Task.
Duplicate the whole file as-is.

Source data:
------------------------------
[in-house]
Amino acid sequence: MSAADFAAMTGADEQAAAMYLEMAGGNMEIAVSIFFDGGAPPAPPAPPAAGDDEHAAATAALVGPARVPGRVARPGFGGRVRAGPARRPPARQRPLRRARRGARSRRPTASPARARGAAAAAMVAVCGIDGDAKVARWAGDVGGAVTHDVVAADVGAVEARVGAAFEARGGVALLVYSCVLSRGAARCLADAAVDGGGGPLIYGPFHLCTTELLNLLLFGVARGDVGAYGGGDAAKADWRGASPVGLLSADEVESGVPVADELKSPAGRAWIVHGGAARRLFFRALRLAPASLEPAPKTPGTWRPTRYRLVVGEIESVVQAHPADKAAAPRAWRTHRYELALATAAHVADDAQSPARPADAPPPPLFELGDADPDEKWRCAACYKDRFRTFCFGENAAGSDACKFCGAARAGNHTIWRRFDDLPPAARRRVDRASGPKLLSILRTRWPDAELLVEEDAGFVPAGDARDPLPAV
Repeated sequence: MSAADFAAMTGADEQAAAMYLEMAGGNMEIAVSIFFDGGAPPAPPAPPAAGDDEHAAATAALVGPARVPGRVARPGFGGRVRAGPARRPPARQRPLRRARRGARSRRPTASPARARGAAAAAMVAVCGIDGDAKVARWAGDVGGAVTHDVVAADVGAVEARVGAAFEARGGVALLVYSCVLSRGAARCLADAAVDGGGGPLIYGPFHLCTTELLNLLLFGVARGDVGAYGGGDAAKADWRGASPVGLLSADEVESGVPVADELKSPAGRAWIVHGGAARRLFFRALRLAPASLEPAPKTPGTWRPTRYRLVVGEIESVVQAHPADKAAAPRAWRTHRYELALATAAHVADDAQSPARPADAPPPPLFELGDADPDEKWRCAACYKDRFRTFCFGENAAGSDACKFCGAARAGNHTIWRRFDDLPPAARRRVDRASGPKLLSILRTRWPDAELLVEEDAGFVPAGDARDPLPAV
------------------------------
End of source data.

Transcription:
[in-house]
Amino acid sequence: MSAADFAAMTGADEQAAAMYLEMAGGNMEIAVSIFFDGGAPPAPPAPPAAGDDEHAAATAALVGPARVPGRVARPGFGGRVRAGPARRPPARQRPLRRARRGARSRRPTASPARARGAAAAAMVAVCGIDGDAKVARWAGDVGGAVTHDVVAADVGAVEARVGAAFEARGGVALLVYSCVLSRGAARCLADAAVDGGGGPLIYGPFHLCTTELLNLLLFGVARGDVGAYGGGDAAKADWRGASPVGLLSADEVESGVPVADELKSPAGRAWIVHGGAARRLFFRALRLAPASLEPAPKTPGTWRPTRYRLVVGEIESVVQAHPADKAAAPRAWRTHRYELALATAAHVADDAQSPARPADAPPPPLFELGDADPDEKWRCAACYKDRFRTFCFGENAAGSDACKFCGAARAGNHTIWRRFDDLPPAARRRVDRASGPKLLSILRTRWPDAELLVEEDAGFVPAGDARDPLPAV
Repeated sequence: MSAADFAAMTGADEQAAAMYLEMAGGNMEIAVSIFFDGGAPPAPPAPPAAGDDEHAAATAALVGPARVPGRVARPGFGGRVRAGPARRPPARQRPLRRARRGARSRRPTASPARARGAAAAAMVAVCGIDGDAKVARWAGDVGGAVTHDVVAADVGAVEARVGAAFEARGGVALLVYSCVLSRGAARCLADAAVDGGGGPLIYGPFHLCTTELLNLLLFGVARGDVGAYGGGDAAKADWRGASPVGLLSADEVESGVPVADELKSPAGRAWIVHGGAARRLFFRALRLAPASLEPAPKTPGTWRPTRYRLVVGEIESVVQAHPADKAAAPRAWRTHRYELALATAAHVADDAQSPARPADAPPPPLFELGDADPDEKWRCAACYKDRFRTFCFGENAAGSDACKFCGAARAGNHTIWRRFDDLPPAARRRVDRASGPKLLSILRTRWPDAELLVEEDAGFVPAGDARDPLPAV